Given the DNA rates in IAPT services, a popular argument is that LITs are unlikely to work in excess of their 20-hour guidance.  However, situate this within the context of increased complex referrals, delivering more clinical time than they are allocated per appointment, overbooked patients attending and additional administration they have no time to complete, LITs are simply not finding the time to come up safely for air.

Anxiety in the system … creates a cycle of fixed situational stress with little opportunity for change, perpetuating poor staff wellbeing and attrition.

Perverse problem solving

Take the example of a local bus franchise who are part of a national brand. They have a target of 100 passengers a day to succeed. Currently, only 50 passengers a day regularly use the service. A passenger survey suggests that numbers would increase if the bus was more frequent, a different colour, and the seats were better tailored. The company is now faced with a dilemma. The national brand is resistant to changing the seats and the colour of the bus, there is no extra money to employ more drivers and they still need to hit their targets for the company to survive.

To resolve the dilemma, the company changes their driver policy instead.  The drivers will continue to be paid for their contracted hours only, but will have to keep driving until 100 passengers get on the bus each day.  The bus drivers burn out and go off sick, passenger numbers decline further so the company responds with a wellbeing notice: “This is a team approach. We recognise your workload makes you unwell, but you have equal responsibility to be well. Build resilience by taking breaks and spending time with your family”.  

I’m sure many will agree that this scenario feels perverse and makes no ethical, financial or human sense. So why does it happen in the health service?

Slide from the presentation by James Spiers at the BABCP Bath conference 2019. Image from


Anxiety in the system

Despite published research, staff feedback, anecdotal accounts on forums, professional experience of the role being spewed out in blogs and countless ‘mindful’ activities, little appears to have changed for LITs over the past 12 years. That is, apart from increases in their caseloads, reductions in wellbeing, and tokenistic ‘wellbeing initiatives’. However, the focus on wellbeing inevitably retracts when services become panicked about failure to meet the national standards and have limited options other than to repeatedly displace responsibility to the frontline.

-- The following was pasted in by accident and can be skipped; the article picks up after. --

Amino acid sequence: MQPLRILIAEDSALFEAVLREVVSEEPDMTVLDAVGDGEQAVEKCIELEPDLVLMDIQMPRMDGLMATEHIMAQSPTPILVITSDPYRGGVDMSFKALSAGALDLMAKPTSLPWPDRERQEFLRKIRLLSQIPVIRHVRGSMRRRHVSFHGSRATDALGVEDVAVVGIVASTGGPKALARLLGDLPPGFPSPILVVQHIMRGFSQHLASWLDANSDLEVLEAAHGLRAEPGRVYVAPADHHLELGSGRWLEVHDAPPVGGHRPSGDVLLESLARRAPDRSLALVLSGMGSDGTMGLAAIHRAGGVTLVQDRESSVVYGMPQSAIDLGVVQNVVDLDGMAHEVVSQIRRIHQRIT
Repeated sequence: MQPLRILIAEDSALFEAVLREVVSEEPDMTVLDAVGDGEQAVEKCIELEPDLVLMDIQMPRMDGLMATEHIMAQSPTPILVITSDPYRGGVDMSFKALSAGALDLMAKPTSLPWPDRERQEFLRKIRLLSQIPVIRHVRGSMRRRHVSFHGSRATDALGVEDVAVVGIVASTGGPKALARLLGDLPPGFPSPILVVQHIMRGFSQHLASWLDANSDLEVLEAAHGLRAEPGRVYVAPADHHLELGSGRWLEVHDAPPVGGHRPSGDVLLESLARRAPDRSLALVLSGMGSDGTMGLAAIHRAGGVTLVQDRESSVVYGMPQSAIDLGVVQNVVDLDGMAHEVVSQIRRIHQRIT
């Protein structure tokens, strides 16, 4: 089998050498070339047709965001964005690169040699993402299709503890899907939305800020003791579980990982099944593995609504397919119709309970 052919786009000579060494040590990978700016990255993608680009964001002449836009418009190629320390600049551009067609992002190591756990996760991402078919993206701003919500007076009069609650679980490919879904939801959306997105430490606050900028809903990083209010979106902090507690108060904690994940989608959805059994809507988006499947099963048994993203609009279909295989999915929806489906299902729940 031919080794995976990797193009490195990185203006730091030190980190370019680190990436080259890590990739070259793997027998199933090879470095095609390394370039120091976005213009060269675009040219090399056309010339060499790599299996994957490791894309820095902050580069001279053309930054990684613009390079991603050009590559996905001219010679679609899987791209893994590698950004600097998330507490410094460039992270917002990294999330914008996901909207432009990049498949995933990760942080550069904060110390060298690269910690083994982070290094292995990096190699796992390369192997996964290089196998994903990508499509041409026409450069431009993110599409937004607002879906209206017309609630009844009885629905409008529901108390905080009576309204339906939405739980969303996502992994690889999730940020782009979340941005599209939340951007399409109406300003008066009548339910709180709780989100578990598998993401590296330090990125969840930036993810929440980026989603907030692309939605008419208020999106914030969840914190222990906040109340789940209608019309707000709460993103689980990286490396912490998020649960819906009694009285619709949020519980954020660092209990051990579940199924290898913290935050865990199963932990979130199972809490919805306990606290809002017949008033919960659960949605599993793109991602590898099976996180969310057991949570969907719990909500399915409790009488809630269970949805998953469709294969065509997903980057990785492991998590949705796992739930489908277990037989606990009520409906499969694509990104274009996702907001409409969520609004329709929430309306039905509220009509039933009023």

Ironically, patients presenting to IAPT with fixed, prolonged and continuous work place stress are more likely to be signposted to employment services than be offered CBT-based intervention, due to the lack of opportunity for behaviour change.  Anxiety in the system (increased complexity of demand and a lack of organisational accountability), creates a similar cycle of fixed situational stress with little opportunity for change, perpetuating poor staff wellbeing and attrition.

It’s time to talk about resilience in systems

Essentially, if IAPT services can’t take their foot off the pedal in relation to commissioning targets in the face of systemic problems, neither can the LITs.  There is little opportunity for either services or staff to be “happy again after something difficult or bad has happened”.  For the majority of LITs, the “difficult or bad” thing is consistently happening. 

Applying a resiliency model to qualified LITs within the context of such high pressured rigid systems, i.e. placing the responsibility for wellbeing into LITs own hands, both negates organisational accountability for change and places those with the lowest power in a position of unnecessary responsibility and blame.

If we are to stand a chance of making tangible and sustained improvements to staff wellbeing, we need to start building resilience in the system rather than the individual.

It’s time to change the conversation about resilience.

4 thoughts on “Resilience: it’s time to change the conversation